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Cowley awarded Truth and Reconciliation scholarship

Thursday December 19, 2013
Diana Cowley

A Whitefish Bay Anishinabe First Nation woman has received a Truth and Reconciliation Commission of Canada Scholarship from the University of Winnipeg.

Diana Cowley is one of two recipients of $5,000 Truth and Reconciliation scholarships for 2013, the university announced Dec. 10. The scholarships recognize the work of the Truth and Reconciliation Commission and honour students who are residential school survivors or descendants of residential school survivors.

Cowley, 27, graduated from the University of Winnipeg with a bachelor of arts in indigenous studies but has returned to complete an education certificate so she can become a teacher.

She found herself at a crossroads after graduating with her first degree, for which she majored in Aboriginal governance.

“My interest in becoming a teacher came from a vision quest that I went on about a year ago in finding out where I needed to go in life,” she said. “The dream that I was gifted with was (of) me teaching children about Anishinabe culture.”

Cowley’s maternal grandparents attended residential school in Ontario.

“It was there that our rich and beautiful Anishinabe culture was erased,” she said.

“I believe that re-learning about myself and where I come from, along with understanding more about my culture and spirituality, has helped me in my path to healing.”

In her current academic program, she will focus on the teaching of history and politics.

“My goal is to not only to obtain my education degree but I also hope to get my post-bachelor degree in counselling,” said Cowley, whose family roots are in Whitefish Bay, although she grew up in Winnipeg. “During that time, I want to go back to my community of Whitefish Bay to teach. Whatever the future holds for me, ultimately, will be by the direction of the Great Spirit.”

Cowley is the first person in her immediate family to attend university.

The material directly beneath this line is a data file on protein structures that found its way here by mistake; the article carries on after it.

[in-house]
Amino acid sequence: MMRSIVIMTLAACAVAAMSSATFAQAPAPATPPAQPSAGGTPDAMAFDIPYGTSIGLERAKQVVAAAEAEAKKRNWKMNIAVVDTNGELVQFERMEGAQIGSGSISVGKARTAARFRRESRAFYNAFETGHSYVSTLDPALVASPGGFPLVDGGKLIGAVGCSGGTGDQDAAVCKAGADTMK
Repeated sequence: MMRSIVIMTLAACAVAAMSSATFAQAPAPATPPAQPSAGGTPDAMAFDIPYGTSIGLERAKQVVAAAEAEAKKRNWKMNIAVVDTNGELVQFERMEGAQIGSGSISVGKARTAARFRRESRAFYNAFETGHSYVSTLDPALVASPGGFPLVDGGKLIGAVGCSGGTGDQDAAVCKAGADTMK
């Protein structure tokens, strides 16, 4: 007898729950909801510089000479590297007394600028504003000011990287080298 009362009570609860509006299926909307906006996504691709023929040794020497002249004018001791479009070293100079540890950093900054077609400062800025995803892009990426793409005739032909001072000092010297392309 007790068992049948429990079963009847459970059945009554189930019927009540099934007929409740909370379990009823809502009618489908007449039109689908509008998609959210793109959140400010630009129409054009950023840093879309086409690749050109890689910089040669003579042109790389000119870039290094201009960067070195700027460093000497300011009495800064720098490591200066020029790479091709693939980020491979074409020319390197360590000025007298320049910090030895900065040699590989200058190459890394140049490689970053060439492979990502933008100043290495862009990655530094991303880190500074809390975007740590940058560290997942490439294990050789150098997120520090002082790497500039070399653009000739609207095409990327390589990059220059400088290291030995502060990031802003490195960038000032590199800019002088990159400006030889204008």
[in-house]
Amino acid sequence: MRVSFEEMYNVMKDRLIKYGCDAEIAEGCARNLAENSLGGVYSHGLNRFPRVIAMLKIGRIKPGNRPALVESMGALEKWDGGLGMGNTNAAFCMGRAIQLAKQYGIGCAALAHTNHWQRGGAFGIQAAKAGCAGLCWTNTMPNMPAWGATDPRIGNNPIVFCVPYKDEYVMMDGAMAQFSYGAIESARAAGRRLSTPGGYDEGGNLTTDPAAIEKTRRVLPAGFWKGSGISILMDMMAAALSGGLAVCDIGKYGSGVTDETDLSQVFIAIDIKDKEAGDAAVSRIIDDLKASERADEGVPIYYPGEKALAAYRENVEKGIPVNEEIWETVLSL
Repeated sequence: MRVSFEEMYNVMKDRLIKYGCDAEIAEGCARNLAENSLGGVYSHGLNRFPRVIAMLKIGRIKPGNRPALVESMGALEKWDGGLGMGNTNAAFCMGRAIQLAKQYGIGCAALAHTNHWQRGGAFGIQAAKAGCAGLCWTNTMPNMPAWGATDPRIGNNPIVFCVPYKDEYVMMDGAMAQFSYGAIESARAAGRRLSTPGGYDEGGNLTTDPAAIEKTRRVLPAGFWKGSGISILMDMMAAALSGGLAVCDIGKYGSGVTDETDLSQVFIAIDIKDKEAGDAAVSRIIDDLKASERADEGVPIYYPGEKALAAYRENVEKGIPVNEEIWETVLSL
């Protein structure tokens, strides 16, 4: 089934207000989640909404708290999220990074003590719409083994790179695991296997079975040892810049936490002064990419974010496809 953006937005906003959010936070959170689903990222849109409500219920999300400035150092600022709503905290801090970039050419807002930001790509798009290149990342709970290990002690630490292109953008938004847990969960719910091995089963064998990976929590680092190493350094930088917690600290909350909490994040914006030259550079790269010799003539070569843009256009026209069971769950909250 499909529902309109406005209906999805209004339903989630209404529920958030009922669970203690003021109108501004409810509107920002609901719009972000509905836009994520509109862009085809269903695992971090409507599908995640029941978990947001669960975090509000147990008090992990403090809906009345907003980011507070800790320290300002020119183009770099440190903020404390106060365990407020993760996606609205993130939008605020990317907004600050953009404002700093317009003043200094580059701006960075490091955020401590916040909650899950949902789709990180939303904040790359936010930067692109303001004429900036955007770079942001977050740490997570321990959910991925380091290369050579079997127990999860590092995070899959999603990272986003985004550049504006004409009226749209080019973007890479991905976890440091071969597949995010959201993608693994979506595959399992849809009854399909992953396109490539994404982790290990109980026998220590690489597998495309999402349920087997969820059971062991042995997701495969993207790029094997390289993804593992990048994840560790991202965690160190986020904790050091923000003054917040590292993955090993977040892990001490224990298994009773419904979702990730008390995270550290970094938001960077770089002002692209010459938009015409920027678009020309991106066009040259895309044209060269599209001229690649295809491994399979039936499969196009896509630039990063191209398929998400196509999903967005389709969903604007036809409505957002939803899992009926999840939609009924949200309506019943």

“I believe my generation is working on creating positive change and healing in our community,” she said. “I know I can make a difference through education.”

As for the support she received in the form of the scholarship, “I think I was chosen because I am taking back what was taken away and I will be teaching in truth for renewing good relations with all nations, which is in part of what the commission stands for,” Cowley said.
“I want to say Kitchi-Miigwetch to the Truth and Reconciliation Commission for this award. It’s helping me to stay focused on doing my best through school.”

The University of Winnipeg initiated its Truth and Reconciliation scholarships in 2010, and awards two of them annually.

The other recipient for 2013 is Amber Chartrand of the Dene Nation. She is a second-year University of Winnipeg student majoring in criminal justice and conflict resolution, while juggling her studies with her role as a single parent. Chartrand chose her field of study when she realized how over-represented Aboriginal peoples are in the justice system, in many cases due to the effects of residential schools.

“The Truth and Reconciliation Commission adds its congratulations to the award recipients and encourages them to continue their educational journey,” Justice Murray Sinclair, chairman of the commission, said in a news release. “While residential schools, under the guise of education, have been responsible for harm and damage to Indigenous people and communities in Canada, the commissioners of the TRC believe that education does hold the key to reconciliation.”

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